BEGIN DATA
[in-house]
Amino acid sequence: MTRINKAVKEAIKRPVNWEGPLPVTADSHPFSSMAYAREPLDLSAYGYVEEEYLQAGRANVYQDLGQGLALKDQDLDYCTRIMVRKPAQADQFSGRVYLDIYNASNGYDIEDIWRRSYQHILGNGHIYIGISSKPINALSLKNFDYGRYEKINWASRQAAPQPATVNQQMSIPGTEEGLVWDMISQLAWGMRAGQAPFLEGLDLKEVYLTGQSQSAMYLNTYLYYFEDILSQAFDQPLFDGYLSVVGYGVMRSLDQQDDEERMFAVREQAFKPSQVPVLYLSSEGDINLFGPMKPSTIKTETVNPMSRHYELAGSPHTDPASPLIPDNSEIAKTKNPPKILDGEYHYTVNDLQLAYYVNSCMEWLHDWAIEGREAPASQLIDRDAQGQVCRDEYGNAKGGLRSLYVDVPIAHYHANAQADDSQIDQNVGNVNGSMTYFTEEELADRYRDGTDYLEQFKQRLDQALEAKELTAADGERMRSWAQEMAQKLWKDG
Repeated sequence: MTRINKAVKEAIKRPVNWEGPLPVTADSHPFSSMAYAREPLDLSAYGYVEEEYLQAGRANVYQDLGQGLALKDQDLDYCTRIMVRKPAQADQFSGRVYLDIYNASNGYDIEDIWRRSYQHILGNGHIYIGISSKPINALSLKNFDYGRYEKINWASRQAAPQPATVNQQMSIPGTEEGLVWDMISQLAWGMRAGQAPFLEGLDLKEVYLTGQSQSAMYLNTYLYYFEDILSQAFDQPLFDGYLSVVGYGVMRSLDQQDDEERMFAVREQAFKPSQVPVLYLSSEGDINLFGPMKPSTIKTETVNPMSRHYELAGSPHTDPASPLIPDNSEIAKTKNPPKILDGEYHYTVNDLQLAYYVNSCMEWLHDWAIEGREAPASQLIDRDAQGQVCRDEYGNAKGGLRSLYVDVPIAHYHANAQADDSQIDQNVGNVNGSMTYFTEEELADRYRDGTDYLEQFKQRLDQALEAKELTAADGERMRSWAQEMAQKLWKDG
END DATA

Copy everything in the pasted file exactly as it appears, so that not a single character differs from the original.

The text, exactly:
[in-house]
Amino acid sequence: MTRINKAVKEAIKRPVNWEGPLPVTADSHPFSSMAYAREPLDLSAYGYVEEEYLQAGRANVYQDLGQGLALKDQDLDYCTRIMVRKPAQADQFSGRVYLDIYNASNGYDIEDIWRRSYQHILGNGHIYIGISSKPINALSLKNFDYGRYEKINWASRQAAPQPATVNQQMSIPGTEEGLVWDMISQLAWGMRAGQAPFLEGLDLKEVYLTGQSQSAMYLNTYLYYFEDILSQAFDQPLFDGYLSVVGYGVMRSLDQQDDEERMFAVREQAFKPSQVPVLYLSSEGDINLFGPMKPSTIKTETVNPMSRHYELAGSPHTDPASPLIPDNSEIAKTKNPPKILDGEYHYTVNDLQLAYYVNSCMEWLHDWAIEGREAPASQLIDRDAQGQVCRDEYGNAKGGLRSLYVDVPIAHYHANAQADDSQIDQNVGNVNGSMTYFTEEELADRYRDGTDYLEQFKQRLDQALEAKELTAADGERMRSWAQEMAQKLWKDG
Repeated sequence: MTRINKAVKEAIKRPVNWEGPLPVTADSHPFSSMAYAREPLDLSAYGYVEEEYLQAGRANVYQDLGQGLALKDQDLDYCTRIMVRKPAQADQFSGRVYLDIYNASNGYDIEDIWRRSYQHILGNGHIYIGISSKPINALSLKNFDYGRYEKINWASRQAAPQPATVNQQMSIPGTEEGLVWDMISQLAWGMRAGQAPFLEGLDLKEVYLTGQSQSAMYLNTYLYYFEDILSQAFDQPLFDGYLSVVGYGVMRSLDQQDDEERMFAVREQAFKPSQVPVLYLSSEGDINLFGPMKPSTIKTETVNPMSRHYELAGSPHTDPASPLIPDNSEIAKTKNPPKILDGEYHYTVNDLQLAYYVNSCMEWLHDWAIEGREAPASQLIDRDAQGQVCRDEYGNAKGGLRSLYVDVPIAHYHANAQADDSQIDQNVGNVNGSMTYFTEEELADRYRDGTDYLEQFKQRLDQALEAKELTAADGERMRSWAQEMAQKLWKDG